5. For a single toss of a number cube, are \begin{align*}S (\text{six})\end{align*} and \begin{align*}O (\text{one})\end{align*} disjoint events or overlapping events?

6. For a single toss of a number cube, are \begin{align*}F (\text{five})\end{align*} and \begin{align*}L5\end{align*} (less than 5) disjoint events or overlapping events?

7. For a single spin, are \begin{align*}R (\text{red})\end{align*} and \begin{align*}Y (\text{yellow})\end{align*} disjoint events or overlapping events?

8. For a single spin, are \begin{align*}R (\text{red})\end{align*} and \begin{align*}L (\text{left})\end{align*} disjoint events or overlapping events?

9. For a single spin, are \begin{align*}P (\text{yellow})\end{align*} and \begin{align*}P (\text{right})\end{align*} disjoint events or overlapping events?

10. For a single spin, are \begin{align*}R (\text{right})\end{align*} and \begin{align*}L (\text{left})\end{align*} disjoint events or overlapping events?

11. For a single spin, are \begin{align*}L (\text{left})\end{align*} and \begin{align*}G (\text{green})\end{align*} disjoint events or overlapping events?

12. For a baby, are \begin{align*}B (\text{boy})\end{align*} and \begin{align*}R (\text{right-handed})\end{align*} disjoint events or overlapping events?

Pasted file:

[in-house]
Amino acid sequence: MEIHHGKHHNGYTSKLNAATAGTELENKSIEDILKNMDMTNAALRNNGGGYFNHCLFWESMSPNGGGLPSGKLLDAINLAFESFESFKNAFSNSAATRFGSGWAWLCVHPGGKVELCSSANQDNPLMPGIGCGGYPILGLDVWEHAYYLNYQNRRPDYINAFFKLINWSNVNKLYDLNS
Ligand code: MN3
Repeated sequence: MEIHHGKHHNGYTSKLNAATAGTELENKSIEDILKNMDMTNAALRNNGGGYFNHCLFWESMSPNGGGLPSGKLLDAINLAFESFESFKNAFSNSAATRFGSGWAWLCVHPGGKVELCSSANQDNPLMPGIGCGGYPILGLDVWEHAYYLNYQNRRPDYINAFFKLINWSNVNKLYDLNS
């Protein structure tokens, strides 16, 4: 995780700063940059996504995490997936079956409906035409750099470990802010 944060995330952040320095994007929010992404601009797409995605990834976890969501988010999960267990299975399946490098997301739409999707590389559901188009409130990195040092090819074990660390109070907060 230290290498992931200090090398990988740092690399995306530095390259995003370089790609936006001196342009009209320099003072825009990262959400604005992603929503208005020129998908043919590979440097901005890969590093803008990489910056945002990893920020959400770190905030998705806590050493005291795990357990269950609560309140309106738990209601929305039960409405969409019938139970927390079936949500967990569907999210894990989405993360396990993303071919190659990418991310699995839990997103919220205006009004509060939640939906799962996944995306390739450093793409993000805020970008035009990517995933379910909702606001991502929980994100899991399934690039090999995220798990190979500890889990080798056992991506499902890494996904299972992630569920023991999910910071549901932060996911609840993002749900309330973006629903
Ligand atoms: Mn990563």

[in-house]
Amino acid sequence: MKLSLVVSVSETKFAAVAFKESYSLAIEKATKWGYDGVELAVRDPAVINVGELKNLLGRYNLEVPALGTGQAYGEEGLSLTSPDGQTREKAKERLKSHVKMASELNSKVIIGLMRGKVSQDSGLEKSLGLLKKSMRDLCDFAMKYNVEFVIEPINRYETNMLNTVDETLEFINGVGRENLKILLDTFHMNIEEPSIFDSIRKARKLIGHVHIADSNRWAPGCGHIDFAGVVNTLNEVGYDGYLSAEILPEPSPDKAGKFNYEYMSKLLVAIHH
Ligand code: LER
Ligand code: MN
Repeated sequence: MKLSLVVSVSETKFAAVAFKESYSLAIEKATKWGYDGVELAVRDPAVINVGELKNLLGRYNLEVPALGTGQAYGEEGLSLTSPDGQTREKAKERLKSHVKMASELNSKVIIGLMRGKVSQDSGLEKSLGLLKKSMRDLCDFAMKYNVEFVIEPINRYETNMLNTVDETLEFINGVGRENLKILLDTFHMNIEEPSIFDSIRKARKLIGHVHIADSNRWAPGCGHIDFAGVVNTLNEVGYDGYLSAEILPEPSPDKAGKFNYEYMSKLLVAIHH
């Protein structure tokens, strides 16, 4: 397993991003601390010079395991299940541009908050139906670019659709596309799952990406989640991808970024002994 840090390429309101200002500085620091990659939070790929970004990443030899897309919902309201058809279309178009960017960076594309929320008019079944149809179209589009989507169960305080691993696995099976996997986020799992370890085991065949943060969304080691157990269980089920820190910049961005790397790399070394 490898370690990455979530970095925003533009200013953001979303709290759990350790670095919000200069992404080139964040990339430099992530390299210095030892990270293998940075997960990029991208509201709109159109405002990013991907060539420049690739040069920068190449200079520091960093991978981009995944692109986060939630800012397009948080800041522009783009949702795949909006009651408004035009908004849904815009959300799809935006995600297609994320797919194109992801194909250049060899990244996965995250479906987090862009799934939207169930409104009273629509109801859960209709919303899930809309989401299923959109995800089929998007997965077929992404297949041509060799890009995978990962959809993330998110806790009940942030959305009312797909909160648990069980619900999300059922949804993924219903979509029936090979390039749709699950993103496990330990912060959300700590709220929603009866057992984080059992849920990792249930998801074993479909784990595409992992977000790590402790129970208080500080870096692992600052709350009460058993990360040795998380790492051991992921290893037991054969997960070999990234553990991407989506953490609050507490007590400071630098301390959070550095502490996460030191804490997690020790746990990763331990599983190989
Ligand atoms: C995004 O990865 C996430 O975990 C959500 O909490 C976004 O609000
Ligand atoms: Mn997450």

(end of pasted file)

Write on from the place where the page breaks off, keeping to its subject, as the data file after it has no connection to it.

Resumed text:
13. For a baby, are \begin{align*}L (\text{left-handed})\end{align*} and \begin{align*}R (\text{right-handed})\end{align*} disjoint events or overlapping events?

14. For a baby, are \begin{align*}G (\text{girl})\end{align*} and \begin{align*}B (\text{brown hair})\end{align*} disjoint events or overlapping events?

15. For a baby, are \begin{align*}G (\text{girl})\end{align*} and \begin{align*}H (\text{heavier than 8 pounds})\end{align*} disjoint events or overlapping events?

### Notes/Highlights Having trouble? Report an issue.

Color | Highlighted Text | Notes | |
---|---|---|---|

Show More |

Term | Definition |
---|---|

complement |
A mutually exclusive pair of events are complements to each other. For example: If the desired outcome is heads on a flipped coin, the complement is tails. |

Disjoint Events |
Disjoint or mutually exclusive events cannot both occur in a single trial of a given experiment. |

Event |
An event is a set of one or more possible results of a probability experiment. |

Independent Events |
Two events are independent if the occurrence of one event does not impact the probability of the other event. |

Intersection |
Intersection is the probability of both or all of the events you are calculating happening at the same time (less likely). |

Mutually Exclusive Events |
Mutually exclusive events have no common outcomes. |

Outcome |
An outcome of a probability experiment is one possible end result. |

Overlapping Events |
Overlapping events are events that have outcomes in common. |

Permutation |
A permutation is an arrangement of objects where order is important. |

statistical probability |
A statistical probability is the calculated probability that a given outcome will occur if the same experiment were completed an infinite number of times. |

union |
is a symbol that stands for union and is used to connect two groups together. It is associated with the logical term OR. |

### Image Attributions

Here you'll learn to recognize disjoint events as having no outcomes in common.